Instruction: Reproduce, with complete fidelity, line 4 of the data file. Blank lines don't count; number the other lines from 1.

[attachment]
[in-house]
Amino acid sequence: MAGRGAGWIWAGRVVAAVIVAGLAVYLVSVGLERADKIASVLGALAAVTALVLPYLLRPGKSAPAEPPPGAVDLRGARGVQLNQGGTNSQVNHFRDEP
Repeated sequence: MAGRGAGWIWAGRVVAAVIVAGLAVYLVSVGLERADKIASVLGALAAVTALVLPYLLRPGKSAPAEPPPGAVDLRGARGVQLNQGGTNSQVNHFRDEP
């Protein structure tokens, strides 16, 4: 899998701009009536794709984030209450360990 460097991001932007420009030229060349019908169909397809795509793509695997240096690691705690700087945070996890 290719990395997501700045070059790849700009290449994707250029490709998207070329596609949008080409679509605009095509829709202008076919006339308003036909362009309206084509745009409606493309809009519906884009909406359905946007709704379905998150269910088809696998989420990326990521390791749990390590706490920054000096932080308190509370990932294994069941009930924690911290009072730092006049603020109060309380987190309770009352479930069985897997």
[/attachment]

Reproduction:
């Protein structure tokens, strides 16, 4: 899998701009009536794709984030209450360990 460097991001932007420009030229060349019908169909397809795509793509695997240096690691705690700087945070996890 290719990395997501700045070059790849700009290449994707250029490709998207070329596609949008080409679509605009095509829709202008076919006339308003036909362009309206084509745009409606493309809009519906884009909406359905946007709704379905998150269910088809696998989420990326990521390791749990390590706490920054000096932080308190509370990932294994069941009930924690911290009072730092006049603020109060309380987190309770009352479930069985897997």